Trump To Appoint New Chief Information Officer In Cyber Push

USA

Last Friday, the White House announced that President Trump plans to nominate Suzette Kent to serve as federal chief information officer (CIO) in his administration, the official that “develops and provides direction in the use of Internet-based technologies.”

The appointment comes at long last, as the position of CIO (officially known as “administrator of the Office of Electronic Government, Office of Management and Budget”) has been vacant for over a year. The last official to man the post of CIO was Tony Scott, who was appointed in 2015 by President Obama and stepped down on January 17, 2017.

Kent has an interesting background. She studied journalism in the 80’s at Louisiana State University but later moved into financial services. For the past several years she filled executive positions at big-name firms including Accenture and J.P. Morgan. Kent will be leaving her current job at Ernst and Young to take up her post in the administration.

The White House extolled Kent as "an industry leader of large-scale business transformation using technology, for the world's most complex organizations." She also apparently has a solid history of promoting “diversity, inclusiveness, and career development at every organization in which she has worked,” and that’s all very well and good.

But there’s a point that should be taken away from Kent’s appointment, and how it reflects on Trump’s broader policy agendas.

With all of the unprecedented controversy Donald Trump has brought to American politics, one thing you have to hand to the man: He takes information security seriously. Filling the role of CIO is an important step in shoring up the technology and digital management gap that both the administration has been trying to address since the earliest days of Trump becoming president. This is a big plus for a chief executive occupying the Oval Office at a time when cyber and other forms of digital security are quickly becoming the dominant national defense concerns.

Trump has a pretty good track record of appointments and organizational development when it comes to cyber. One of Trump’s early initiatives as president was to establish US Cybercom, elevating the military’s cyber assets to the level of a full unified command. More recently Trump nominated Kirstjen Nielsen to be the new Secretary of Homeland Security in October. Nielson’s background is in cybersecurity, having formerly been a member of the prestigious Resilience Task Force of the Center for Cyber & Homeland Security committee at George Washington University. In fact, Nielsen was originally slated to be undersecretary of the National Protection and Programs Directorate (NPPD), the Homeland Security wing responsible for digital infrastructure. Nielson’s appoint to head the whole Department reflected just how important the role cyber plays in broader national security policy.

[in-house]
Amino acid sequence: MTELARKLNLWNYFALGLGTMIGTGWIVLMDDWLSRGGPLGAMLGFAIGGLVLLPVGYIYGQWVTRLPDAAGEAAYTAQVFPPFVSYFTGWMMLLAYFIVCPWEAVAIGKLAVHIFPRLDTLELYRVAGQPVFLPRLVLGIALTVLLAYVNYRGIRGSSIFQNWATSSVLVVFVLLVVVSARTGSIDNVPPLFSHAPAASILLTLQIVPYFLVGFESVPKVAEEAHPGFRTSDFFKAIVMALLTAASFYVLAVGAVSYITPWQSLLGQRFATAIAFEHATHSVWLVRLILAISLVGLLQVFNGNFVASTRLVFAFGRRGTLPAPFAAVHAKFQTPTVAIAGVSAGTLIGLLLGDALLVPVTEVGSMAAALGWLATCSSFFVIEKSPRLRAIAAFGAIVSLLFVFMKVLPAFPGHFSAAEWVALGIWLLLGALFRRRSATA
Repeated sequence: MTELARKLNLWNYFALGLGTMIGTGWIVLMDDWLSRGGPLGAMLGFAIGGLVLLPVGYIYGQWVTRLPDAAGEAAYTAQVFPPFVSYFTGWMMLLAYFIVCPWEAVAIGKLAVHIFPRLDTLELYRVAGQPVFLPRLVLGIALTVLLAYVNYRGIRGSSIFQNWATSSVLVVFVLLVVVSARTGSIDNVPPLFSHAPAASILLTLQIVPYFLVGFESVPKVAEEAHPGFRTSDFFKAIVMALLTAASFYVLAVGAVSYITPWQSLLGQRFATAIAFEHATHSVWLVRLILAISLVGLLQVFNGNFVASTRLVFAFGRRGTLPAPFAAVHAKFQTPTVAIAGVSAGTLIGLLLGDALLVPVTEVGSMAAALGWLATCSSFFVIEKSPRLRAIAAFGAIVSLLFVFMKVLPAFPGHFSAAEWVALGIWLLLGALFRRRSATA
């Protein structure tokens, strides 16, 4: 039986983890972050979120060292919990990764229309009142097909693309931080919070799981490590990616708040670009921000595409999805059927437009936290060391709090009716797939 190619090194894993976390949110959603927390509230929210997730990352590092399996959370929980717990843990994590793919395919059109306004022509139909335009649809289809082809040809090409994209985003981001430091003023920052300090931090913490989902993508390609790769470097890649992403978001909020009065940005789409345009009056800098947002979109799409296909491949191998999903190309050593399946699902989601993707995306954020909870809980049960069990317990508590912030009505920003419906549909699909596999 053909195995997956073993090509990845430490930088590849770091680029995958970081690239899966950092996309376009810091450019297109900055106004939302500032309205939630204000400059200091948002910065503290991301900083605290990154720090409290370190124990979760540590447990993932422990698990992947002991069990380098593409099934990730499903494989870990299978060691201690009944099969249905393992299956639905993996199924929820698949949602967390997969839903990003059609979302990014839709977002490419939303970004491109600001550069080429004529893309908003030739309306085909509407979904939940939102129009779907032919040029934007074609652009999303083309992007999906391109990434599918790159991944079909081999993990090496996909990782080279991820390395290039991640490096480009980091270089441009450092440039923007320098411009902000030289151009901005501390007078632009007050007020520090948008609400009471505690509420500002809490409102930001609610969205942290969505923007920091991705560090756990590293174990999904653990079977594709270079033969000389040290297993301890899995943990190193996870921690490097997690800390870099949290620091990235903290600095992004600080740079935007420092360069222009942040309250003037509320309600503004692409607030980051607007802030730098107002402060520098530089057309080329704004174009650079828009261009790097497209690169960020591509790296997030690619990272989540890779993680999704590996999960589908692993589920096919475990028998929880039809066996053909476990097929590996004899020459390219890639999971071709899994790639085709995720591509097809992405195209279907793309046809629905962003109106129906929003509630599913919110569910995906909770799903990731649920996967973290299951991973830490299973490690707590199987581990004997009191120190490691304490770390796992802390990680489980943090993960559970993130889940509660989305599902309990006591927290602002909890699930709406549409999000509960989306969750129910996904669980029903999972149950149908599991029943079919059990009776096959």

Looking ahead, it was recently announced that Trump plans to appoint another cyber expert to head the National Security Agency (NSA). Lt. Gen. Paul Nakasone, the head of the Army’s digital warfare branch, will likely be the next head of the NSA following the expected retirement of current director Adm. Mike Rogers in the coming months.

With all of these appointments, the administration is signaling the centrality of cyber to its overall national security strategy. An expert on national security, these days means expertise in IT security.

This is all very good. May the trend continue.

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